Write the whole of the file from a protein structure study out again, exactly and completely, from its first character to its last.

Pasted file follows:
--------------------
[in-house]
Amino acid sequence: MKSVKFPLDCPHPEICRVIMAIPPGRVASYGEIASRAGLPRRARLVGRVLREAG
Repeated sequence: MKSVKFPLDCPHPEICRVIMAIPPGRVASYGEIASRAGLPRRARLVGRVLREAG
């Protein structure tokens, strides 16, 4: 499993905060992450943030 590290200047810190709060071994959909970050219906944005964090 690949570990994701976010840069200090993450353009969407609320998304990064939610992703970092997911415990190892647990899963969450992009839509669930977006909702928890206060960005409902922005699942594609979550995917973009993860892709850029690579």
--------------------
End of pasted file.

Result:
[in-house]
Amino acid sequence: MKSVKFPLDCPHPEICRVIMAIPPGRVASYGEIASRAGLPRRARLVGRVLREAG
Repeated sequence: MKSVKFPLDCPHPEICRVIMAIPPGRVASYGEIASRAGLPRRARLVGRVLREAG
């Protein structure tokens, strides 16, 4: 499993905060992450943030 590290200047810190709060071994959909970050219906944005964090 690949570990994701976010840069200090993450353009969407609320998304990064939610992703970092997911415990190892647990899963969450992009839509669930977006909702928890206060960005409902922005699942594609979550995917973009993860892709850029690579």